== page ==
By John Sudworth
BBC News, Mandapam transit camp, Tamil Nadu
Priyardarshini is holding her eight-month-old baby, Yadushika. They have just arrived on the southern shores of the southern Indian state of Tamil Nadu, and the journey from Sri Lanka nearly cost them their lives.
"The boat capsized and we thought we were all going to die," she tells me. "Luckily we'd wrapped the baby in polythene, so she floated."
Finding herself once more in Sri Lanka, Priyardarshini had faced a terrible choice. Return to her home surrounded by war and violence, or risk making the crossing again.
"I was very scared and refused to make the journey. But in the end we were forced to. Every day our house was being shelled, the shops were being burnt. We couldn't live there."
When the ceasefire was signed in Sri Lanka four years ago, some of those displaced by two decades of fighting began to return home.
But the recent upsurge in violence has again forced large numbers of Tamils from the north of the island to look across the narrow Palk Strait to India.
Packed into tiny fishing boats they risk the crossing to Tamil Nadu where they find relative safety, and a common language and religion. So far this year more than 13,000 have made the journey. It's thought at least 10 people have drowned.
There are more than 100 refugee camps in Tamil Nadu, providing shelter, food and a subsistence living allowance as well as education for the children. The conditions are basic, but in a poor country they are often better than those endured by many of the locals living close by.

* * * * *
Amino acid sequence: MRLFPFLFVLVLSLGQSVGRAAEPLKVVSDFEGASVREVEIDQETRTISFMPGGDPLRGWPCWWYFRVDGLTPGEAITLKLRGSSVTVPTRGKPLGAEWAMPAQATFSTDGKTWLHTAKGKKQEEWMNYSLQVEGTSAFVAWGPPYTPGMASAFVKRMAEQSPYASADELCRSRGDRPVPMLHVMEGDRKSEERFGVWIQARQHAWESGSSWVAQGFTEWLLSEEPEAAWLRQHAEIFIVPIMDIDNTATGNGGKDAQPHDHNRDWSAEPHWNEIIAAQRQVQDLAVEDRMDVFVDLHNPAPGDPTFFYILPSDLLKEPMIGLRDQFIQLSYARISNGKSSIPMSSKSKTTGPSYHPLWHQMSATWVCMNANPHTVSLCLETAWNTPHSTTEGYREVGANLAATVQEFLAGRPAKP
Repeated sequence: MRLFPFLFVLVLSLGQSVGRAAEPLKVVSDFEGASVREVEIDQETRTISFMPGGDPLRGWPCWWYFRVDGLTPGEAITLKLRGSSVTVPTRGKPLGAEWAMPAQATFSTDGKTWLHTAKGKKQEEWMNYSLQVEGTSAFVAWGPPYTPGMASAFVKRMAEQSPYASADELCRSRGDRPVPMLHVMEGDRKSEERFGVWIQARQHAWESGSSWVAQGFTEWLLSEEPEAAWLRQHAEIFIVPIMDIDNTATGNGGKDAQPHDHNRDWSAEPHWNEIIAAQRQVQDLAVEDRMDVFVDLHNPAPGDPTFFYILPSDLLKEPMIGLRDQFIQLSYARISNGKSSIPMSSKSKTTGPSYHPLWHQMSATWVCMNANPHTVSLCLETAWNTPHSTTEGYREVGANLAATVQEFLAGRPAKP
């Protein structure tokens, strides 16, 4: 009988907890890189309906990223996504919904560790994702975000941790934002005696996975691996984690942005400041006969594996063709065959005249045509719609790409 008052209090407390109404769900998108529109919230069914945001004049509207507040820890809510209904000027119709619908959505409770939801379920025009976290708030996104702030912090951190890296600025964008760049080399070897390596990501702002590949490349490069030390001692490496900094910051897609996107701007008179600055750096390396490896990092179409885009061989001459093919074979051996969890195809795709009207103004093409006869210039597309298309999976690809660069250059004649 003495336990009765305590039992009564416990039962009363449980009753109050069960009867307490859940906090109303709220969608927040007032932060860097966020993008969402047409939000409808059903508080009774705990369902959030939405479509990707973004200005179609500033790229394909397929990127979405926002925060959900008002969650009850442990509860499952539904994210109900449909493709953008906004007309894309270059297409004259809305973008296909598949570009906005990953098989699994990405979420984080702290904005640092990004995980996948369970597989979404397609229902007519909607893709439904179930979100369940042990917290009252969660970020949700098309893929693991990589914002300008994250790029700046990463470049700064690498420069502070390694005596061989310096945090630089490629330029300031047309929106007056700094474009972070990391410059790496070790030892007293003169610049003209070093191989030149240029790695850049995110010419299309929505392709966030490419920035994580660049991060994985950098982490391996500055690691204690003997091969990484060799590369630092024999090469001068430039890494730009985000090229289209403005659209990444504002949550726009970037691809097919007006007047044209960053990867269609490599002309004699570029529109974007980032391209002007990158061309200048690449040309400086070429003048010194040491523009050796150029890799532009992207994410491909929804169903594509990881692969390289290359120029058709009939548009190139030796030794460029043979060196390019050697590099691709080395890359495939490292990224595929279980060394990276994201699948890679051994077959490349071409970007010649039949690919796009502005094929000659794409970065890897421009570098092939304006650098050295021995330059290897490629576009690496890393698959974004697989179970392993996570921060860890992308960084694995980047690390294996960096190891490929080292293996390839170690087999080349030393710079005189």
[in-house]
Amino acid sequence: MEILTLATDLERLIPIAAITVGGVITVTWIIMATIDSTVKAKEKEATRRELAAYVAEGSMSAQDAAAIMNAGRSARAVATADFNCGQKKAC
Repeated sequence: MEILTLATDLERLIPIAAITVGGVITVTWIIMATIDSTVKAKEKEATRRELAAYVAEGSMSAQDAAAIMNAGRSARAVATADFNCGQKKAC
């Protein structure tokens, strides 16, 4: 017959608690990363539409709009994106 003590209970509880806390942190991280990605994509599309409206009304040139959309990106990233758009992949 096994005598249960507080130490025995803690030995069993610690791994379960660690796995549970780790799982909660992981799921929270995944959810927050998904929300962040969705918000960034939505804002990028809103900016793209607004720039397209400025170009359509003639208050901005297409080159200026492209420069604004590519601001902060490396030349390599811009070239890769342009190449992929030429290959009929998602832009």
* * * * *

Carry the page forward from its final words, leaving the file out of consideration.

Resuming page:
The Organisation for Eelam Refugees Rehabilitation (OfERR) is a charity that has been providing support for Sri Lankan refugees in India since the early 1980s.
Founder member SC Chandrahasan says the refugees are grateful for the sanctuary that India provides. He says not only are they fleeing the shells of the Sri Lankan army but also the recruiting tactics of the Tamil Tigers, still believed to be using child soldiers.
"A lot of the refugees are taking their children to safety," he says. "They may not say it openly but confidentially they will say that they don't want their children to be recruited by the Tigers or taken away by the army."
The United Nations estimates that more than 200,000 people have been internally displaced within Sri Lanka. Many are living in areas that the aid agencies find it very difficult to reach. So in some ways the refugees who make it to the white sandy beaches of southern India are the lucky ones.
In the Mandapam transit camp near the town of Rameshwaram a group of more than 100 new arrivals sit in the shade waiting to be registered by the camp officials. They're surrounded by what's left of their lives, a few suitcases and plastic bags stuffed with what little they could carry.
Priyardarshini and her family have lost everything. Her husband, Vinayaka-Murthy, was a successful tailor in Trincomalee. As well as leaving the home and business, they lost all their belongings when the boat capsized. All they have is their tiny daughter. But they're not looking back.
"Anyone who says there is no war in Sri Lanka should speak to us," Vinayaka-Murthy tells me.
"There is a war, we were living in the middle of it. I'm never going back. We will find our future in India."